Barclays bears brunt of consumer and government backlash

Business banking news review: week ending 6th Sept 2012

More bad news for Barclays: in the wake of the Libor price-fixing scandal that left such a bad taste the mouths of many, customers are prepared to leave in droves just as the government continues to investigate it for unrelated matters.

A recent admission by the personal and business bank account provider that the Serious Fraud Office is investigating the bank after some business with Qatar four years ago. Payments made in 2008 following an arrangement made between Qatar Holding and Barclays are being gone over with a fine-toothed comb. Run by the state-backed Qatar Investment Authority, Qatar Holding invests the country’s natural gas reserves-derived revenues – and they are quite considerable, which is bad news for a bank already reeling from the interbank loan price-fixing scandal that broke over the past few weeks.

Of course, Barclays has tried to pass the buck, attempting to shirk responsibility for the scurrilous actions the banking industry at large has been engaging in over the past few years. In fact, new Barclays chairman, Sir David Walker, said that it was actually the fault of everyone who’s ever taken out a free current account, arguing that without the revenues generated by fee-driven bank accounts, banks have to engage in immoral and even illegal actions to make up any shortfalls.

The argument that not charging for a free service enables criminal behaviour is a rather mind-boggling one, but there you have it, ladies and gents.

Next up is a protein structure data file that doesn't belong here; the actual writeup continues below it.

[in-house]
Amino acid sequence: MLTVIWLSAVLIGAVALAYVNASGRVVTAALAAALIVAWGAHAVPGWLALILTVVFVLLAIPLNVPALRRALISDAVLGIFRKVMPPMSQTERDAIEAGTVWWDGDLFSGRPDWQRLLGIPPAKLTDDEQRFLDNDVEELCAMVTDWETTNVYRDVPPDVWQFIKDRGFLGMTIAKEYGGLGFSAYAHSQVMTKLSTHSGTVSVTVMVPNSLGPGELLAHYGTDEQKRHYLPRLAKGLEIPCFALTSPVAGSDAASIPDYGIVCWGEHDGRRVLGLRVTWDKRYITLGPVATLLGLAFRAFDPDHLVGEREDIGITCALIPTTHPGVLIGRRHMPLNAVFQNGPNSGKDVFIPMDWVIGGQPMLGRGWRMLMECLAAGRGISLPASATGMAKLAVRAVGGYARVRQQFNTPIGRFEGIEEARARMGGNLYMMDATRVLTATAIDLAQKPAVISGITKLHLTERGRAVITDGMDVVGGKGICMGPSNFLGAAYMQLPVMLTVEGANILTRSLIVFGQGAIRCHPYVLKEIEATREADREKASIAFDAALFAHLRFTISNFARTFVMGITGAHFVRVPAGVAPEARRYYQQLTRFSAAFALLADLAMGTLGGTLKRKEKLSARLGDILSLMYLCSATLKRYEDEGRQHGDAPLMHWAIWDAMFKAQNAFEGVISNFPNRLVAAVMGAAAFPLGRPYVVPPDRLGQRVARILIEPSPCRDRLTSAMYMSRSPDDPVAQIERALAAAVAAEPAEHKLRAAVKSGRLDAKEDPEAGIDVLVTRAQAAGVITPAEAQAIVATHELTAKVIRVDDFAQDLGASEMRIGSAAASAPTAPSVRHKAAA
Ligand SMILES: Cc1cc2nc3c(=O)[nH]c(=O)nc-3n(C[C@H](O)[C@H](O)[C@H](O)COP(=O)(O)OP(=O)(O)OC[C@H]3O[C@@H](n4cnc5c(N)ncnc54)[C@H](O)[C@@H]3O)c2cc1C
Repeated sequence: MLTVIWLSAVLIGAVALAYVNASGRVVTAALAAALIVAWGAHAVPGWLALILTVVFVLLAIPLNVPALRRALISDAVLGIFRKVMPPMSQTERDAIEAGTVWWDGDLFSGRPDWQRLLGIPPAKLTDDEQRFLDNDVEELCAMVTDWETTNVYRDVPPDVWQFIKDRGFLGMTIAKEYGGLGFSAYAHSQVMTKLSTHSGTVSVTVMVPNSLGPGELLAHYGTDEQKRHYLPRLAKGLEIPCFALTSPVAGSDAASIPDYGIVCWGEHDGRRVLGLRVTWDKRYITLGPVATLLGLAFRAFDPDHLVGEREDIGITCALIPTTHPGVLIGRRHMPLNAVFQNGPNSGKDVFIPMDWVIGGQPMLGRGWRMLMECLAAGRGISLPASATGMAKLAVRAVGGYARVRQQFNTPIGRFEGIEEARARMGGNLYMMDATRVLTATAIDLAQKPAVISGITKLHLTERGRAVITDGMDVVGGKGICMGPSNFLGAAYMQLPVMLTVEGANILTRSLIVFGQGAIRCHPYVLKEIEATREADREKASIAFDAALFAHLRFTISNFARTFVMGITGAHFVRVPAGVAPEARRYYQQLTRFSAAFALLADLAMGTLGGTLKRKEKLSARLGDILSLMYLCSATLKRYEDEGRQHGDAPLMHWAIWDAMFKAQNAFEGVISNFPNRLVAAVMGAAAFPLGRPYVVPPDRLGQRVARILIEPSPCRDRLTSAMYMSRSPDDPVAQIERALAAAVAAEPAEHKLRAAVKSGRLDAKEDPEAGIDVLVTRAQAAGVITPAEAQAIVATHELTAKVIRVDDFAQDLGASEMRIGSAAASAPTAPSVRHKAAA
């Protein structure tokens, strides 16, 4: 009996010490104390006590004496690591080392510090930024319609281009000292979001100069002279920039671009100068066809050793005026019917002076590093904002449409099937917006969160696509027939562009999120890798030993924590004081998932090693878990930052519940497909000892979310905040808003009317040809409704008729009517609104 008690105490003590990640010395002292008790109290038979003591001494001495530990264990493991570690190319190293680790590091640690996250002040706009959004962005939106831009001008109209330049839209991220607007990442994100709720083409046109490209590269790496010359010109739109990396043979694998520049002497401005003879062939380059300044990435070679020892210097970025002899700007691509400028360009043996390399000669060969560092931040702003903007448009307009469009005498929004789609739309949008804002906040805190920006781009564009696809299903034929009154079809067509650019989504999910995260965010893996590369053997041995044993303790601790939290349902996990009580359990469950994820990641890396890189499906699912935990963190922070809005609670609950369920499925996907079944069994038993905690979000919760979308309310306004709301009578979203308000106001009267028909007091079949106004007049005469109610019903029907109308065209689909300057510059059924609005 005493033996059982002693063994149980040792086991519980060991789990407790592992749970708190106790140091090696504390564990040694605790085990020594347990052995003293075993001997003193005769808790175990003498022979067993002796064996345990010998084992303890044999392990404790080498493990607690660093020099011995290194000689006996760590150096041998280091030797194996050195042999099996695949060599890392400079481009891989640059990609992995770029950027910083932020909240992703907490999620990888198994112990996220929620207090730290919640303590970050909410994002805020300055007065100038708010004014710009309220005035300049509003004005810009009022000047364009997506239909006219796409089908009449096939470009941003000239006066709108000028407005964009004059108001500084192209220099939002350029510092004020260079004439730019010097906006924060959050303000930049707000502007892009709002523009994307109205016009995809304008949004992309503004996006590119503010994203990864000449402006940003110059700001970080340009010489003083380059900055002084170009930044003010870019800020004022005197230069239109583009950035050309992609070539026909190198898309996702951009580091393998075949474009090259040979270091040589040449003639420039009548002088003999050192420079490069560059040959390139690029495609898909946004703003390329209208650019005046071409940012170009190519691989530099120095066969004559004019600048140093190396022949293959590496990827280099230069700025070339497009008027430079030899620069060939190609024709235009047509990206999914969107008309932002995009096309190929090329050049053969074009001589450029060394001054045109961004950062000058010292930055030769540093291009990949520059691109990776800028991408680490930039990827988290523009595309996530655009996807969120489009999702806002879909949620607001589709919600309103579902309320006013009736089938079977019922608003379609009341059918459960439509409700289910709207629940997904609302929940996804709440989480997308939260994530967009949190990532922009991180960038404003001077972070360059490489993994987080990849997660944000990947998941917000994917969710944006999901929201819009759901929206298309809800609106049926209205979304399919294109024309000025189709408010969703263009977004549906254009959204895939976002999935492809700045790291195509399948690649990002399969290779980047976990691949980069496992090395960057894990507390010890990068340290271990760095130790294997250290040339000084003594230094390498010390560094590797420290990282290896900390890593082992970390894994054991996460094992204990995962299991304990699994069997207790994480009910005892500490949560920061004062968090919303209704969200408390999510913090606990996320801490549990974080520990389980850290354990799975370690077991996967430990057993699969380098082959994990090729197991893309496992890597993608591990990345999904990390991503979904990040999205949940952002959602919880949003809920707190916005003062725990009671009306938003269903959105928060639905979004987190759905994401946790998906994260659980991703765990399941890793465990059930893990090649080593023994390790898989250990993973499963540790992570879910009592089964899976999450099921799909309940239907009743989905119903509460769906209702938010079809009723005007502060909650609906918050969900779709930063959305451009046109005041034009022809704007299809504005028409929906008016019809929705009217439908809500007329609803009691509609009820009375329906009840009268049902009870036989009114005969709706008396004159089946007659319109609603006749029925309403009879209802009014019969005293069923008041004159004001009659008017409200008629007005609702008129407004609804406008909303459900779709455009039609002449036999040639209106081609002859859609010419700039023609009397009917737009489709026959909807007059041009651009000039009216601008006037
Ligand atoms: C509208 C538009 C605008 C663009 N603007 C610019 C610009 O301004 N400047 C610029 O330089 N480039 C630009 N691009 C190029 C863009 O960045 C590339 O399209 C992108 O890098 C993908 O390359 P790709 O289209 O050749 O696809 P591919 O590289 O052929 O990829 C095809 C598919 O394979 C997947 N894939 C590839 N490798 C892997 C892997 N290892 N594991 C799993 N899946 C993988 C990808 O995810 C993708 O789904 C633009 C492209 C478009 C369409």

Of course, most British savers have had it up to their ears with the predatory practices of high street financial service institutions. In fact, another news story that broke this week saw a survey suggesting that savers are ready to abandon banks altogether and instead rely upon peer-to-peer lenders instead – especially since they offer much better interest rates!

The survey, which was undertaken by one of the largest peer-to-peer lenders currently operating in the UK, says that it’s grown by nearly double since the news broke about the Libor scandal this past June. Further research also discovered that around 70 per cent of UK savers would rather use their hard-earned cash to provide business loans directly to a business in need of working capital than relinquishing their cash to a high street lender that won’t even lend – and it doesn’t help that high street lenders offer rates of return so low that it’s nearly not worth it to give them your money for safe keeping!

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